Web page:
Distinctly Maltese cuisine is not hard to find but does exist. The food eaten draws its influences from Italian cuisine. Most restaurants in resort areas like Sliema cater largely to British tourists, offering pub grub like meat and three veg or bangers and mash, and you have to go a little out of the way to find 'real' Maltese food. One of the island's specialities is rabbit (fenek), and small savoury pastries known as pastizzi are also ubiquitous.
The Maltese celebratory meal is fenkata, a feast of rabbit, marinated overnight in wine and bay leaves. The first course is usually spaghetti in rabbit sauce, followed by the rabbit meat stewed or fried (with or without gravy). Look out for specialist fenkata restaurants, such as Ta L'Ingliz in Mgarr.
True Maltese food is quite humble in nature, and rather fish and vegetable based -- the kind of food that would have been available to a poor farmer, fisherman, or mason. Thus one would find staples like soppa ta' l-armla (widow's soup) which is basically a coarse mash of whatever vegetables are in season, cooked in a thick tomato stock. Then there's arjoli which is a julienne of vegetables, spiced up and oiled, and to which are added butter beans, a puree made from broadbeans and herbs called bigilla, and whatever other delicacies are available, like Maltese sausage (a confection of spicy minced pork,coriander seeds, garlic and parsley, wrapped in a hog casing) or ġbejniet (simple cheeselets made from goats' or sheep milk and rennet, served either fresh, dried or peppered).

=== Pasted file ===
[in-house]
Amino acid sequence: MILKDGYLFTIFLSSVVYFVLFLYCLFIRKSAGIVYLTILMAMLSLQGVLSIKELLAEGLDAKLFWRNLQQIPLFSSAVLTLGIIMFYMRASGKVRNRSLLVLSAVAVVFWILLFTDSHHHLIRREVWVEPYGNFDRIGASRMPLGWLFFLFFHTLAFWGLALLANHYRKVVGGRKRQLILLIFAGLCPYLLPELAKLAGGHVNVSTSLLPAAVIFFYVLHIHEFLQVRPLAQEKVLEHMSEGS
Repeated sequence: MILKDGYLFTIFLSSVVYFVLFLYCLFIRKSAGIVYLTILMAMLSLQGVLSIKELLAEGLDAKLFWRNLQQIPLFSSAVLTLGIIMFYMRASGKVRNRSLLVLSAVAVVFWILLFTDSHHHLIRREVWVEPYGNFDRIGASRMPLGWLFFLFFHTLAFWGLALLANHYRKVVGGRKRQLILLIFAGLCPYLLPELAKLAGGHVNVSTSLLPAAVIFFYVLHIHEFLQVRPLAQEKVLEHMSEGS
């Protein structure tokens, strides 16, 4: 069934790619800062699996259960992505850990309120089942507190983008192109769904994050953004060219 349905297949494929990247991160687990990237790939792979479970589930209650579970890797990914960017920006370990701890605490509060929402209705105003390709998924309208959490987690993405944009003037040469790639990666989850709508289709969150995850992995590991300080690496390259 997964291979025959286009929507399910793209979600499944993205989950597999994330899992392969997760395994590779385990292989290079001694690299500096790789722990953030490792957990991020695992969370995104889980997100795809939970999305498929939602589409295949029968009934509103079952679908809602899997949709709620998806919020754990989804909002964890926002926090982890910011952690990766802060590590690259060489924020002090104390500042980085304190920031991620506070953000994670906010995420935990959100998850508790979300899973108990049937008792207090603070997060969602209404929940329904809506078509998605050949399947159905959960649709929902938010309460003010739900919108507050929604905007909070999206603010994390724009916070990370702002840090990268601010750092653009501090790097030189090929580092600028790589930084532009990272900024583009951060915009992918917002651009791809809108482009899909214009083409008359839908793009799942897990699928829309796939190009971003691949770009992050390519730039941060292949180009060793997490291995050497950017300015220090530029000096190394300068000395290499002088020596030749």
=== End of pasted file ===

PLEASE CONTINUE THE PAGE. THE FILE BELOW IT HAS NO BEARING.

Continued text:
Maltese sausage is incredibly versatile and delicious. It can be eaten raw (the pork is salted despite appearances), dried, or roasted. A good plan is to try it as part of a Maltese platter, increasingly available in tourist restaurants. Sun dried tomatoes and bigilla with water biscuits are also excellent. Towards the end of summer one can have one's fill of fried lampuki (dolphin fish) in tomato and caper sauce.
One must also try to have a bite of ħobż biż-żejt, which is leavened Maltese bread, cut into thick chunks, or else baked unleavened ftira, and served drenched in olive oil. The bread is then spread with a thick layer of strong tomato paste, and topped (or filled) with olives, tuna, sun-dried tomatoes, capers, and the optional arjoli (which in its simpler form is called ġardiniera).
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